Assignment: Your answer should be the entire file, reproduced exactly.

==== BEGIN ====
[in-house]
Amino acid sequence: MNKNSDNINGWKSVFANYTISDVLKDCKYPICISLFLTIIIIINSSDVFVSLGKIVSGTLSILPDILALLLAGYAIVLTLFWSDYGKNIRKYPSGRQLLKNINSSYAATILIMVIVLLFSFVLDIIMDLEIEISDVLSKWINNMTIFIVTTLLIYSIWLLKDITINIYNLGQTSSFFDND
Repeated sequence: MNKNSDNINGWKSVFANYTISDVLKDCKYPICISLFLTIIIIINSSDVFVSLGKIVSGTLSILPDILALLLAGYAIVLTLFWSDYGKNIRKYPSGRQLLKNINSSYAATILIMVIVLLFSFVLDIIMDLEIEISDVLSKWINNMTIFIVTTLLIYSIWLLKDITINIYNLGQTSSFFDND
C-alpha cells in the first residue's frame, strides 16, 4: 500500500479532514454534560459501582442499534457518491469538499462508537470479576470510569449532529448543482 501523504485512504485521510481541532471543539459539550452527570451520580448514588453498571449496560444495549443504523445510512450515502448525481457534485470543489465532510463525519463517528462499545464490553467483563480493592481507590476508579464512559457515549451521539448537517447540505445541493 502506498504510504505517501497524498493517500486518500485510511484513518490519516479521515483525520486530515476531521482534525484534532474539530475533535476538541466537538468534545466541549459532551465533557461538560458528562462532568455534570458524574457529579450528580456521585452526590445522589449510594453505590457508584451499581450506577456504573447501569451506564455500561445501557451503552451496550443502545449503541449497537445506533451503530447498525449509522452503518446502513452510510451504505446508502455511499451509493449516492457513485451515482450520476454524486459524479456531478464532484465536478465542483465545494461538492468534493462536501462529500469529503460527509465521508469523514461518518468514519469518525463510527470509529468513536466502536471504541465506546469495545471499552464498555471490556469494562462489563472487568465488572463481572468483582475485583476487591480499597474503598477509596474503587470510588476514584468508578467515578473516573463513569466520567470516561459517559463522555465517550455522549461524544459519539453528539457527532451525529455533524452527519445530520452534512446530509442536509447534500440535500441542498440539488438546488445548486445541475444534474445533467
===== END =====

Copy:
[in-house]
Amino acid sequence: MNKNSDNINGWKSVFANYTISDVLKDCKYPICISLFLTIIIIINSSDVFVSLGKIVSGTLSILPDILALLLAGYAIVLTLFWSDYGKNIRKYPSGRQLLKNINSSYAATILIMVIVLLFSFVLDIIMDLEIEISDVLSKWINNMTIFIVTTLLIYSIWLLKDITINIYNLGQTSSFFDND
Repeated sequence: MNKNSDNINGWKSVFANYTISDVLKDCKYPICISLFLTIIIIINSSDVFVSLGKIVSGTLSILPDILALLLAGYAIVLTLFWSDYGKNIRKYPSGRQLLKNINSSYAATILIMVIVLLFSFVLDIIMDLEIEISDVLSKWINNMTIFIVTTLLIYSIWLLKDITINIYNLGQTSSFFDND
C-alpha cells in the first residue's frame, strides 16, 4: 500500500479532514454534560459501582442499534457518491469538499462508537470479576470510569449532529448543482 501523504485512504485521510481541532471543539459539550452527570451520580448514588453498571449496560444495549443504523445510512450515502448525481457534485470543489465532510463525519463517528462499545464490553467483563480493592481507590476508579464512559457515549451521539448537517447540505445541493 502506498504510504505517501497524498493517500486518500485510511484513518490519516479521515483525520486530515476531521482534525484534532474539530475533535476538541466537538468534545466541549459532551465533557461538560458528562462532568455534570458524574457529579450528580456521585452526590445522589449510594453505590457508584451499581450506577456504573447501569451506564455500561445501557451503552451496550443502545449503541449497537445506533451503530447498525449509522452503518446502513452510510451504505446508502455511499451509493449516492457513485451515482450520476454524486459524479456531478464532484465536478465542483465545494461538492468534493462536501462529500469529503460527509465521508469523514461518518468514519469518525463510527470509529468513536466502536471504541465506546469495545471499552464498555471490556469494562462489563472487568465488572463481572468483582475485583476487591480499597474503598477509596474503587470510588476514584468508578467515578473516573463513569466520567470516561459517559463522555465517550455522549461524544459519539453528539457527532451525529455533524452527519445530520452534512446530509442536509447534500440535500441542498440539488438546488445548486445541475444534474445533467